Krupuk

Krupuk, kerupuk, or kroepoek in (Indonesia); Keropok in (Malaysia); bánh phồng tôm in Vietnam; prawn crackers in British English, shrimp chips or shrimp crackers in American English; is a popular snack in parts of East and Southeast Asia. Krupuk are deep fried crackers made from flattened-out prawns.

Types

Countless varieties of krupuk exist, using various varieties of seafood. Sometimes, they are even made with fruits, nuts or vegetables, although these are not common, and cannot commonly be found except in southeast Asia. Indonesia has perhaps the largest variety of krupuk. Sidoarjo in East Java and Garut in West Java are major producers of krupuk, and many recipes originate from there. A common variation is made from melinjo (gnetum gnemon) nuts, these are called "emping".

In the Malaysia, krupuk are usually made by grinding fish, prawn or a vegetable into a paste, mixing with sago and then deep-frying it. It comes in three main forms: "keropok lekor" which is long and chewy, "keropok losong" (steamed) and "keropok keping" which is thin and crispy. It is frequently served with dipping sauces.

Only prawn based krupuk are commonly available in the west. These are the most familiar krupuk to Westerners. These crackers are usually white or light brown in colour. Despite the high amount of shrimps used, any shrimp taste is usually quite subtle. Perhaps the most common form is the Indonesian "krupuk udang", made with dried shrimp and hence a light shade of pink.

In Chinese cuisine, prawn crackers tend to be more colourful (including shades of white, pale pink, green and blue), light, non-spicy and crispy. Prawn crackers are a traditional complimentary side dish and may accompany Chinese takeaway in Australia, the United Kingdom and Ireland. Shrimp chips are usually served with roasted chicken dishes in Chinese restaurants.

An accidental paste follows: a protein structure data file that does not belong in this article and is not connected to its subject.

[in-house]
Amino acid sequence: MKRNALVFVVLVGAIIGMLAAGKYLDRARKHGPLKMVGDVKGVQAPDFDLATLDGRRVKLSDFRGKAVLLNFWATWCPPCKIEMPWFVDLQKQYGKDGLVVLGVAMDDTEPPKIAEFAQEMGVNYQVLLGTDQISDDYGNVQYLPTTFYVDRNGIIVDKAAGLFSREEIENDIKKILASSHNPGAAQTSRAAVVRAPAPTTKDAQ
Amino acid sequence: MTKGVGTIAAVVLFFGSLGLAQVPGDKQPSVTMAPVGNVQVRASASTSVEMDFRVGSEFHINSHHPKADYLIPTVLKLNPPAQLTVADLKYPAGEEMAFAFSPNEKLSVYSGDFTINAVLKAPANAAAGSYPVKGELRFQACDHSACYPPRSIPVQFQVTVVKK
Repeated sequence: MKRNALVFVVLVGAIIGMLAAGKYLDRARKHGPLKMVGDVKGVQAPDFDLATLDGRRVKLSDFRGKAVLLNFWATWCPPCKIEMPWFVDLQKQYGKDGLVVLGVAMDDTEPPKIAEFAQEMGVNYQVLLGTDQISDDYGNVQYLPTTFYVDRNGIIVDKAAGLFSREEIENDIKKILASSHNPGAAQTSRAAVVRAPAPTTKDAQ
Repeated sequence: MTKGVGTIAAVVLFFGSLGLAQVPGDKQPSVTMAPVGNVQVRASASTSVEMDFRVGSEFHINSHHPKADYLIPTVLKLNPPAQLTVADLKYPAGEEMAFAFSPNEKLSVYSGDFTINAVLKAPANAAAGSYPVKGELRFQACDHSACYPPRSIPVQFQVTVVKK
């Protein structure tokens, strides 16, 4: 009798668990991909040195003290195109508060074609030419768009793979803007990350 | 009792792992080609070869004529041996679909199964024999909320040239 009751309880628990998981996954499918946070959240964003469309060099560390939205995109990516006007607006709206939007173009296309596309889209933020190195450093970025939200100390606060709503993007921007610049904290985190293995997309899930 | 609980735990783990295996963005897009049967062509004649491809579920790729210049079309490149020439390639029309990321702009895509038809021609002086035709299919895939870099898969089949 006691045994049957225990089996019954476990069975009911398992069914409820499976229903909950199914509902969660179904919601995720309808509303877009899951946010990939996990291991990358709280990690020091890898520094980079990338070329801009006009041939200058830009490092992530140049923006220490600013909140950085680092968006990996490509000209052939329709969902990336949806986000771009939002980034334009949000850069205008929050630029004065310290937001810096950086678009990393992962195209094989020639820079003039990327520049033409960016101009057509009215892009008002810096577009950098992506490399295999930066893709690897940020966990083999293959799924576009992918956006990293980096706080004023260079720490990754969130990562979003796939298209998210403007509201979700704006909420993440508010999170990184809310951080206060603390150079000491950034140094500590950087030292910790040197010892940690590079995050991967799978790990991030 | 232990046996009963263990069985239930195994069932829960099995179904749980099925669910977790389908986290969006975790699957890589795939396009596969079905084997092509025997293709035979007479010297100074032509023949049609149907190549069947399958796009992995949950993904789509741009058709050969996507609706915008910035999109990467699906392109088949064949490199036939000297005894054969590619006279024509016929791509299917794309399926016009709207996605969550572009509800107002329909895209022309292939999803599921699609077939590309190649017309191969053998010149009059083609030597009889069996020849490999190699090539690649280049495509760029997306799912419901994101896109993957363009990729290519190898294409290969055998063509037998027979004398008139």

Preparation

Krupuk are made by mixing prawns, flour and water. The mixture is rolled out and left outside to dry in the sun for a bit. Once dry, they are deep-fried in oil. In only a few seconds they expand from thumb-sized semi-transparent chips to white fluffy crackers, much like popcorn, as the small bubbles of air trapped in the flexible chips expand. If left in the open air for more than a few days (depending on humidity), they start to soften and become chewy and therefore are ideally consumed within a few days of being fried. Storing the crackers in a refrigerator, or airtight container, will preserve the crispness for over a week. However, the best solution for soggy crackers is to place them under a lit grill, as not only will the crispness return as new, but the procedure is ideal for gently warming the product. Packets of unfried prawn crackers may be purchased in oriental stores, or stores that specialise in Asian cuisine. In the Netherlands, Suriname and Australia they are also widely available in general supermarkets.

Most varieties of krupuk can also be prepared in a microwave oven. A few raw krupuk chips can be cooked in less than a minute in the microwave oven. This will usually cause them to cook and expand in a way similar to when they are deep fried. For small quantities, this method is less messy, faster and healthier, as the krupuk do not become as oily.

ee also

*Shrimp toast

External links

* [http://kuali.com/recipes/viewrecipe.asp?r=1351 Recipe] for making home-made krupuk crackers.


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